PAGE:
Re: A searchable datastructure for represeting attributes?
Date: 1 Mar 2002 10:10:00 -0800
nsouto_at_optushome.com.au.nospam (Nuno Souto) wrote in message news:<3c7f80f1.626089_at_news-vip.optusnet.com.au>...
> In the absence of proper domain support - something that the
> relational model required but was never implemented - triggers are one
> of the easiest ways of providing precisely this type of functionality.
News may not have filtered out to the darker corners of the Internet but some RDBMS products have supported domains within an R framework for some time (since at least 1993). For example, PostgresSQL supports the idea of user-defined types and a group of encapsulated behavior/functions which integrate into the relational framework. (Why wasn't the term "domain" used to describe all of this? That was probably a mistake. . .)
INFORMIX's IDS product pushed the envelope about as far as it could be taken in this direction. You can create interfaces to new storage structures, new aggregates, and so on. In an example like the bar code ISO number, the method/function used to create a new instance of the domain/type/class enforces the integrity rules, rather than the SQL. This is done so that the type/class/domain can be used to declare variables in stored procedures. In fact, it need not be used in queries at all!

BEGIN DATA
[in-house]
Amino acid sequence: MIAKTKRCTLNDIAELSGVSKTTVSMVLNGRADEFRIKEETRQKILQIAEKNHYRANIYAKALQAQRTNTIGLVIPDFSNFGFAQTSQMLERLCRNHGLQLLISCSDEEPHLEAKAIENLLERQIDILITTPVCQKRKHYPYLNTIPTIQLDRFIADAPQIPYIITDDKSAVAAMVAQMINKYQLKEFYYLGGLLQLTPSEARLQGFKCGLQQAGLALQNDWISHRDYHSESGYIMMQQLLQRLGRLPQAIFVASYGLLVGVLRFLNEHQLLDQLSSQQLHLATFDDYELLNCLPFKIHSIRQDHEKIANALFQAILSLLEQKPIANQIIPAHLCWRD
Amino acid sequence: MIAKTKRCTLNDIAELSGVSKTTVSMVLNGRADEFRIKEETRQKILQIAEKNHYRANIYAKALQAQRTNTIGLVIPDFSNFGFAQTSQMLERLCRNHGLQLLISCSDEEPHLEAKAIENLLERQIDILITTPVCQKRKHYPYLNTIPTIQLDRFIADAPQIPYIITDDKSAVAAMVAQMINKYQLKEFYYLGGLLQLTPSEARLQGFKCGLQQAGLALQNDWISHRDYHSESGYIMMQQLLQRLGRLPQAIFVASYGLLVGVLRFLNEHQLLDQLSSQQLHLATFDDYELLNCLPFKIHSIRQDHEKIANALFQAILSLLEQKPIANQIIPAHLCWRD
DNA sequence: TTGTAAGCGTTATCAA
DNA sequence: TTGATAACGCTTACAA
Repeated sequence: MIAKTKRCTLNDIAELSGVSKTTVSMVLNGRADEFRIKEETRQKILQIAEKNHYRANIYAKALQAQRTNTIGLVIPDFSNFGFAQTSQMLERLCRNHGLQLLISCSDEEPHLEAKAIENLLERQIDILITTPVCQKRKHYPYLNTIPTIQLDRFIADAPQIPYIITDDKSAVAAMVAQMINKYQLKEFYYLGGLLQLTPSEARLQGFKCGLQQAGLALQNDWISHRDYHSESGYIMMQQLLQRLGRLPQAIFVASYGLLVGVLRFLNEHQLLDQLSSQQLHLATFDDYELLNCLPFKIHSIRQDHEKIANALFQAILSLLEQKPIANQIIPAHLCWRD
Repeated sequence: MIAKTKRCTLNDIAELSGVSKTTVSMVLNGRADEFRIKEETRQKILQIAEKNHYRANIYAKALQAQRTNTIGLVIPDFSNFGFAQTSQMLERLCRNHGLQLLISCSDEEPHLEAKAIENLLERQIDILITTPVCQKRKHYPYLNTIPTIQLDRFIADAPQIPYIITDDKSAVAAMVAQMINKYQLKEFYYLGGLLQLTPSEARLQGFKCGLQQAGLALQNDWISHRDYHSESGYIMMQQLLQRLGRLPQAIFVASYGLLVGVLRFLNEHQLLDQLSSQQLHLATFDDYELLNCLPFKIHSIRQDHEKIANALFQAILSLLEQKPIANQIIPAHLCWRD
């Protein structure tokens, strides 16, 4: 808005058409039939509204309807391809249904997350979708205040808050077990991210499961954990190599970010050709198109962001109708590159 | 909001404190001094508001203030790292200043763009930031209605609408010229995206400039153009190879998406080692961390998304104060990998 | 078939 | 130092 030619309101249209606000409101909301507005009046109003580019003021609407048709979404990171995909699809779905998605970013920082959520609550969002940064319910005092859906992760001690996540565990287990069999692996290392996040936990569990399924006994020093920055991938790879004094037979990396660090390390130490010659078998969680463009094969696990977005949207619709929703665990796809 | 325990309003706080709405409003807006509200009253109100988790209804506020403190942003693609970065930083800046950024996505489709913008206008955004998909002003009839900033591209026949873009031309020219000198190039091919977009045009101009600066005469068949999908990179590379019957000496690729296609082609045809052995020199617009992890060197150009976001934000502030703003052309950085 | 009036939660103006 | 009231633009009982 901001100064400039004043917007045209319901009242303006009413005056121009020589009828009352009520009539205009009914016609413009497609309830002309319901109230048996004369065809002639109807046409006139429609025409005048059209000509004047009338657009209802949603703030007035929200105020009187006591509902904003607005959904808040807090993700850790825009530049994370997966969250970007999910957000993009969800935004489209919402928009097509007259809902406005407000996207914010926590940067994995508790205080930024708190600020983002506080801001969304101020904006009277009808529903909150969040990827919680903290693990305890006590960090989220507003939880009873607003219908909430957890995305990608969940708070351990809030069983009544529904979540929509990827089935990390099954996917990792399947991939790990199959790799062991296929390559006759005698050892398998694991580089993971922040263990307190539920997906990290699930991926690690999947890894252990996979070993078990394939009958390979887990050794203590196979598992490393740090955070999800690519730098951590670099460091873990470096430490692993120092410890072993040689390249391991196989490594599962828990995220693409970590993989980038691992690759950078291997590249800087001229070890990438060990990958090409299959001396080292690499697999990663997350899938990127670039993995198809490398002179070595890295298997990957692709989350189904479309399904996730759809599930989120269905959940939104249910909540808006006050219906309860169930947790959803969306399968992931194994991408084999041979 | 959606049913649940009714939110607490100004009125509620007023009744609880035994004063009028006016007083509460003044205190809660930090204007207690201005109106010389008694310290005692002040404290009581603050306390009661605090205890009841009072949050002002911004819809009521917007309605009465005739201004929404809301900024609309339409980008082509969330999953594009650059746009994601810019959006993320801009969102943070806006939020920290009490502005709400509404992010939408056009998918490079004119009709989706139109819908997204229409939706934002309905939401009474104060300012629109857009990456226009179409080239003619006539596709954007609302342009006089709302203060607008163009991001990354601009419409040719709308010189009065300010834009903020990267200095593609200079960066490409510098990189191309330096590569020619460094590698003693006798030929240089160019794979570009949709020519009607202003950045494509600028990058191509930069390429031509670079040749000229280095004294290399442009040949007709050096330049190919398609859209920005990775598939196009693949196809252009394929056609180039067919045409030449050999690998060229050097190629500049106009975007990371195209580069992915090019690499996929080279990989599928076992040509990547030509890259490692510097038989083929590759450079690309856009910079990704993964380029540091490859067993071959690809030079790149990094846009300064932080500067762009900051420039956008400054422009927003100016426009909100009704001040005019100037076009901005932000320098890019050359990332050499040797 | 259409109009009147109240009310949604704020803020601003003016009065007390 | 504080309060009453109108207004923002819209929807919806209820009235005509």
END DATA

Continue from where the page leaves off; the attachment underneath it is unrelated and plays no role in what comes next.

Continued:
Standards now exist allowing these new domains/types/classes to be implemented in Java. Different products provide a variety of proprietery mechanisms for other languages (C, C++, stored procedure languages). I'm told SQL Server's next version (Yukon) will have very tight bindings between C# and the SQL type/domain system. Oracle claims to have a lot of these features, although I believe that their implementation is still a little immature. (Where as IFMX & DB2 both used the public interfaces to implement extenders/datablades like spatial and text, Oracle's own engineers implemented their spatial & text cartridges. This is not really a criticism, BTW. There are quite reasonable engineering and marketing reasons to do it this way. Of course, it's not how I would do it, but . . .)
There are a number of books that describe the technology (Component Databases, Object-Relational Databases, extensible databases) and methodologies for analysis and design for such systems.
Hope this sheds a little more light.
Pb Received on Fri Mar 01 2002 - 19:10:00 CET